Time to play nice — to avoid a heavy price
Posted on December 1st, 2012

By Nimal Fernando

Nothing moves pragmatism to centre-stage than a threat to survival.

If the coming months and years proves this observation to be right — put in a myriad different ways, to be sure — remember that you first read it here.

As the dust settles on a bruising election, which saw a majority of American voters asking

Barack Obama to remain at his old address, the soul-searching, blame-shifting and probably even (private) mea-culpas are yet to end …

In a listless Republican tent, which is not as large as once perceived, some stout defenders of the status quo are already showing signs of an eagerness to turn the page.

There’s Fox News media warrior Sean Hannity, for instance, whose position is suddenly “evolving” on immigration reform. And just the other day popular Louisiana Governor Bobby Jindal chose to go on record denouncing sore loser Mitt Romney’s final remarks, which basically struck an anti-minority chord in a parting sop to the fringe element of the party.

To a sometimes bemused — probably always amused — international audience, every element of the American electoral process must finally be a testament to the resilience of a free society and the uplifting chaos of democracy.

 As President Obama put it at his victory rally in Chicago: ‘”Democracy in a nation of 300 million can be noisy and messy and complicated …. That won’t change tonight, and it shouldn’t.”

Still, what most decidedly should change is the devaluation, even degradation, of civility in the political process. This could prove to be the most urgent lesson of an exhausting election cycle, one which began the moment then-Senator Barack Obama won the Democratic nomination.

Ever since these United States elected its first African American President (never mind the rarely-mentioned fact that he’s biracial), the Republican Party was hell bent on making him a one-termer (often ‘predicted’ with a  trademark smirk by Dick Cheney).

Obstructionism took precedence over the  national interest. And even ugly moments of  ill-disguised racism by a few of the party faithful and ill-qualified media personnel went largely ignored by the Republican leadership.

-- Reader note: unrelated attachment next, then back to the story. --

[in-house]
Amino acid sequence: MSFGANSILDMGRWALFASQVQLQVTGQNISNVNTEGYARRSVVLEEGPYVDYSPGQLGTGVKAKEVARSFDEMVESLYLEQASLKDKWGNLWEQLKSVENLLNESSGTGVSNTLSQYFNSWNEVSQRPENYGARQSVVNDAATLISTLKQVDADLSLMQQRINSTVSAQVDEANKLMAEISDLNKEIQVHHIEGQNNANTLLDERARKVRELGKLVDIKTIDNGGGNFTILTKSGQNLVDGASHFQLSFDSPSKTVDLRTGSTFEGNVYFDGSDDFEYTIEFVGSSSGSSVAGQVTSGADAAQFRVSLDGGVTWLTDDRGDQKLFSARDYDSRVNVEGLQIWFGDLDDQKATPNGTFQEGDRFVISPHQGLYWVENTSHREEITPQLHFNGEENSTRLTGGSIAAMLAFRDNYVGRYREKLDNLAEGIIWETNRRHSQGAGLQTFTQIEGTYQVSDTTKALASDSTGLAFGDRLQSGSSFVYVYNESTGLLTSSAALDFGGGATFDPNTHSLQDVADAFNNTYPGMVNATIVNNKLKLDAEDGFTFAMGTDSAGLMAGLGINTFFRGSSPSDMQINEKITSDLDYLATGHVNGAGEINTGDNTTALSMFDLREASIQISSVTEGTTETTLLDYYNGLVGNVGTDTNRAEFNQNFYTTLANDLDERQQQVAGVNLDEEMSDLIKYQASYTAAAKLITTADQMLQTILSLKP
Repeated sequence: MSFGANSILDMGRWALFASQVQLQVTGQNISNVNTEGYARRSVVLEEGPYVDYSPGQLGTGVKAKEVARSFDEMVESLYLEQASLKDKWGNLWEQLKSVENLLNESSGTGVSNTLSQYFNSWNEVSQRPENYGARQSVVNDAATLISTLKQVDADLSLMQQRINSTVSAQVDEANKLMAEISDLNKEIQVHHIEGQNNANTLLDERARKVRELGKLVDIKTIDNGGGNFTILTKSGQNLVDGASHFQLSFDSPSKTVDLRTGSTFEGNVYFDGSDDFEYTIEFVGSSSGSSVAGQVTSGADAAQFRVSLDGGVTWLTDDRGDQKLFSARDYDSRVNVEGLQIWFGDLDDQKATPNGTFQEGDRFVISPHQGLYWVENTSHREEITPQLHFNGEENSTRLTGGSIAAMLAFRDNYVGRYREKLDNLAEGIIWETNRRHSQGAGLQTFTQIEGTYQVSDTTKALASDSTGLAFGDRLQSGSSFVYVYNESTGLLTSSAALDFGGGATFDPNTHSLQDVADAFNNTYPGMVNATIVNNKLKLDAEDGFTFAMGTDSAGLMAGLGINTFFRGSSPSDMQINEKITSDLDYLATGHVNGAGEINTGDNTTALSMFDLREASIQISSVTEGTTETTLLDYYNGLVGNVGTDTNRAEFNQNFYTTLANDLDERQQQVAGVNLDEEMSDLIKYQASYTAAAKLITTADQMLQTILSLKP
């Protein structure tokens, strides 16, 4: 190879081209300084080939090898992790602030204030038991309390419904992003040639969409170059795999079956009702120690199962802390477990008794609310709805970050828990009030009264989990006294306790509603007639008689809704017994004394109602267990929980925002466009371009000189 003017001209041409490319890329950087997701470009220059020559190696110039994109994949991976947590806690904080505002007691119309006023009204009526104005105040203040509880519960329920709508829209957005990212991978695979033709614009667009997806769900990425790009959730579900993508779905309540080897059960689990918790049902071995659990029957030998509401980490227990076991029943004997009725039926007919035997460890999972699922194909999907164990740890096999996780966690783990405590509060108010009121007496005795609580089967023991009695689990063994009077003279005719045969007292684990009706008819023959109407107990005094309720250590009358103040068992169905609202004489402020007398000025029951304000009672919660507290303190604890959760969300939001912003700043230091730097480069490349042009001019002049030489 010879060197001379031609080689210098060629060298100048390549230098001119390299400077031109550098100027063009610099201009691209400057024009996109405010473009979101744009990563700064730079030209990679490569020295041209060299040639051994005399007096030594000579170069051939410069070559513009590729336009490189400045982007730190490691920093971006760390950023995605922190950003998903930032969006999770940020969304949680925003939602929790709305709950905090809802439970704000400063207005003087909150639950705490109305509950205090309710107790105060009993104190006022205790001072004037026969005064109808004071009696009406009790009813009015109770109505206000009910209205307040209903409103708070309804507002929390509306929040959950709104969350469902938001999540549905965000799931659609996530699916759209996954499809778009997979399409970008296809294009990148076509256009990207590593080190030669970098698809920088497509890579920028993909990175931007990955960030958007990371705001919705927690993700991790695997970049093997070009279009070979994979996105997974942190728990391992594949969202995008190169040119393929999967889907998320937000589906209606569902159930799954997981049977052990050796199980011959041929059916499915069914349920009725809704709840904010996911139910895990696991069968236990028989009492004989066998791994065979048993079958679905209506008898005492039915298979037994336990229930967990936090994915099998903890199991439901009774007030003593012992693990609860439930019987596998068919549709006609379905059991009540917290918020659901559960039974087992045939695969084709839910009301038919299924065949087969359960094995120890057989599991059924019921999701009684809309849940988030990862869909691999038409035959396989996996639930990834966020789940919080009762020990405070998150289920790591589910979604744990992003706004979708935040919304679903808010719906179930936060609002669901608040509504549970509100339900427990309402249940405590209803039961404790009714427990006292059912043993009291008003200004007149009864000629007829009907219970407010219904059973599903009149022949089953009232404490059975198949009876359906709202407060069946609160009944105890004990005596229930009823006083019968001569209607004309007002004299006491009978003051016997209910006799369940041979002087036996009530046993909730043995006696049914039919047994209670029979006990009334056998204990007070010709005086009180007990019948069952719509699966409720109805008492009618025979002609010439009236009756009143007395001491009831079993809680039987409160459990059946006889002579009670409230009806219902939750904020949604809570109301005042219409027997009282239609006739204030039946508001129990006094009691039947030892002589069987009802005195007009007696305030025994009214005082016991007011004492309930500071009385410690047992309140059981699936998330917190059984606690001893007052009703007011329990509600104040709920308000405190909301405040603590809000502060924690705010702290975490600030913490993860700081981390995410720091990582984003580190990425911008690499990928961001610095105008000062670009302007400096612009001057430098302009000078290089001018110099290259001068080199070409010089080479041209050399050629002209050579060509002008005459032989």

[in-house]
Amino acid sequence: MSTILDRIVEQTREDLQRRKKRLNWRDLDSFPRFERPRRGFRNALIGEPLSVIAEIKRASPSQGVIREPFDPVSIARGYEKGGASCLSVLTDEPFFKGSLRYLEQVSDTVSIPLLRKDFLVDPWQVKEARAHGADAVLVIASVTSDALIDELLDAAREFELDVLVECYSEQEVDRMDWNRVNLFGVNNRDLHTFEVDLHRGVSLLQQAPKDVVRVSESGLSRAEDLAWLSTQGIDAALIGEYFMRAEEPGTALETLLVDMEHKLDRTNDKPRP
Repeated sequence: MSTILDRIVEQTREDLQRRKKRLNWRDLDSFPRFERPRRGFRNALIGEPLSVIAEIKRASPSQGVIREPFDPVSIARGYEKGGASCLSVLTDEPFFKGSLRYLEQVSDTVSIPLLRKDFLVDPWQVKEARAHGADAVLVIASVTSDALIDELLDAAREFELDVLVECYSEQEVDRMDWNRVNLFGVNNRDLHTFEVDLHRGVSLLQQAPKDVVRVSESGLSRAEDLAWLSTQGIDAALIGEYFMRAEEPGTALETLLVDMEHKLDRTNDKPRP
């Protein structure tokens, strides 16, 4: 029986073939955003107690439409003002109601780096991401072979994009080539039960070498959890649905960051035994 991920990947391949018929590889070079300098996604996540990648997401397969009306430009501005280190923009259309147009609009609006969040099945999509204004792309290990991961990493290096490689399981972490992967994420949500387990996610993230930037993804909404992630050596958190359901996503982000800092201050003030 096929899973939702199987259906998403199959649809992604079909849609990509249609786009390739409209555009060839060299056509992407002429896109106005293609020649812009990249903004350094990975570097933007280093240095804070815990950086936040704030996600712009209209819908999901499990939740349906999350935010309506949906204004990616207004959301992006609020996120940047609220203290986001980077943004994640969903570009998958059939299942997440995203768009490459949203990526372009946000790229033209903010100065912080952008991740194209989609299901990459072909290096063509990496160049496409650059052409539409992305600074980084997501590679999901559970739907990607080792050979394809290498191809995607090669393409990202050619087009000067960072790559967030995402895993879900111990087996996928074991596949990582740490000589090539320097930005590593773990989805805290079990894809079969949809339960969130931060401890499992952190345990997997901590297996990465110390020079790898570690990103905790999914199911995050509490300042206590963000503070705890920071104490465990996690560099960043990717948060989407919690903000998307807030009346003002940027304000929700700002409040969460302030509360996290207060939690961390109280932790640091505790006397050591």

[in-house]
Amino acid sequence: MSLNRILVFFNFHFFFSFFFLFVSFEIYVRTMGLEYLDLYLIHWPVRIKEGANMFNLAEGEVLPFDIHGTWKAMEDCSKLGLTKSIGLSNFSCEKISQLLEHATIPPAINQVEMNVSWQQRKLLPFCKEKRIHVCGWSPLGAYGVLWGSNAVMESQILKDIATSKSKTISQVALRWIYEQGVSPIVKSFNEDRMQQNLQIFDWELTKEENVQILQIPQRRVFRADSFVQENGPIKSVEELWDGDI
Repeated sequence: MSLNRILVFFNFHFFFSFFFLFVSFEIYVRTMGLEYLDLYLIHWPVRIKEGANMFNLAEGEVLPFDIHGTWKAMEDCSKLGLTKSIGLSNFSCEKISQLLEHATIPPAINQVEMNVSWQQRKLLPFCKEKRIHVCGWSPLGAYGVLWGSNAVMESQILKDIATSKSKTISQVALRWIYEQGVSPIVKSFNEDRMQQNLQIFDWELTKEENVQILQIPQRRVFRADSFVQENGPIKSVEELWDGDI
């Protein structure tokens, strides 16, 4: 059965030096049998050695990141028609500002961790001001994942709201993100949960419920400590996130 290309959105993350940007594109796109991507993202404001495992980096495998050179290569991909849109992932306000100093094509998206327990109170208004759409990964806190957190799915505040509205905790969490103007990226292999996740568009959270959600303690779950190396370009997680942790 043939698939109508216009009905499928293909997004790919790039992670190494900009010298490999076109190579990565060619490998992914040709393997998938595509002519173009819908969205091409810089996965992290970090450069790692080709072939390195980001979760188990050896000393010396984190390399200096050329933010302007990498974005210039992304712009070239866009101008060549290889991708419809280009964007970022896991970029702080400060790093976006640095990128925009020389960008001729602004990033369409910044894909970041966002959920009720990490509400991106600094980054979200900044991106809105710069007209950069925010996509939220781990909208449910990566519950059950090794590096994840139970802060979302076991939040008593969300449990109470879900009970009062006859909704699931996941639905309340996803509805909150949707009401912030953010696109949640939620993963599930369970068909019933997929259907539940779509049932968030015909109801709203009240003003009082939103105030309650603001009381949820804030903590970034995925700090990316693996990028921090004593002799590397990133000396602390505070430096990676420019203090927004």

Adding to the Republicans’ bitter cup even before Barack Obama’s first term were such political lightweights (to put it, well, lightly) as Sarah Palin, Sharon Angle  and Christine O’Donnel. With the foot-in-mouth disease nearing epidemic proportions, onlookers overseas would’ve been perplexed wondering if this was the best America could offer …

So it’s time to add  the degradation of decency to very real concerns about America’s  falling grades in terms of math, science and language skills. Politicians, educators and civic leaders at all levels should be gravely concerned about the message being sent to America’s children and the impressionable young from the lamentable example being set by a few of the nation’s elected representatives, those seeking office, and
their many camp followers.

Some independents, whose numbers will surely grow given the general state of dysfunction, are even beginning to look for implied meanings behind such uplifting slogans as ‘American exceptionalism’ when uttered by
Republican spokespersons. The implication seems to be that such ‘exceptionalism’ is part and parcel of the Republican brand.

To the eternal credit of President Obama, he has consistently stayed above such pettiness, even hate. Simply put, he has been presidential.

After all the huffing and puffing, it looks like bipartisanship will be given a new lease of life,  thanks to changing demographics. A majority of We the People will make the people’s representatives, and their people, play nice. And that’s a good thing.

                         Nimal Fernando is a freelance journalist living in the United States

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